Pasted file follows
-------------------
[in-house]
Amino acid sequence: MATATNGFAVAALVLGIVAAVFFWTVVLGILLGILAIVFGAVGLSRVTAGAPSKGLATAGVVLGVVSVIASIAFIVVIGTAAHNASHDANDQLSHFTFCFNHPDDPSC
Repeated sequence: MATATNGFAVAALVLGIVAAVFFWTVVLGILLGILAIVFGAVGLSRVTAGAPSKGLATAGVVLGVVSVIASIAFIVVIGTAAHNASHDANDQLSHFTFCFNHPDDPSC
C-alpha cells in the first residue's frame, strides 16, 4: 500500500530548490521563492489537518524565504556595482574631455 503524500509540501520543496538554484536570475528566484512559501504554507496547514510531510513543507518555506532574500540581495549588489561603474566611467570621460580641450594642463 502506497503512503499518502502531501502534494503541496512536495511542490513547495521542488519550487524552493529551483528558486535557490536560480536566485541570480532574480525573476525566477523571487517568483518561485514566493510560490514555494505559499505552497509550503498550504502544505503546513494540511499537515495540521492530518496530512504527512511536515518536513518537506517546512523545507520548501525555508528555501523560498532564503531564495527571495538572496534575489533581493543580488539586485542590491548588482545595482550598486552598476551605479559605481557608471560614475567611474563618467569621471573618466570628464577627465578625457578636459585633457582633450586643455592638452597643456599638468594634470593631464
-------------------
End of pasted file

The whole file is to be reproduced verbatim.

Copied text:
[in-house]
Amino acid sequence: MATATNGFAVAALVLGIVAAVFFWTVVLGILLGILAIVFGAVGLSRVTAGAPSKGLATAGVVLGVVSVIASIAFIVVIGTAAHNASHDANDQLSHFTFCFNHPDDPSC
Repeated sequence: MATATNGFAVAALVLGIVAAVFFWTVVLGILLGILAIVFGAVGLSRVTAGAPSKGLATAGVVLGVVSVIASIAFIVVIGTAAHNASHDANDQLSHFTFCFNHPDDPSC
C-alpha cells in the first residue's frame, strides 16, 4: 500500500530548490521563492489537518524565504556595482574631455 503524500509540501520543496538554484536570475528566484512559501504554507496547514510531510513543507518555506532574500540581495549588489561603474566611467570621460580641450594642463 502506497503512503499518502502531501502534494503541496512536495511542490513547495521542488519550487524552493529551483528558486535557490536560480536566485541570480532574480525573476525566477523571487517568483518561485514566493510560490514555494505559499505552497509550503498550504502544505503546513494540511499537515495540521492530518496530512504527512511536515518536513518537506517546512523545507520548501525555508528555501523560498532564503531564495527571495538572496534575489533581493543580488539586485542590491548588482545595482550598486552598476551605479559605481557608471560614475567611474563618467569621471573618466570628464577627465578625457578636459585633457582633450586643455592638452597643456599638468594634470593631464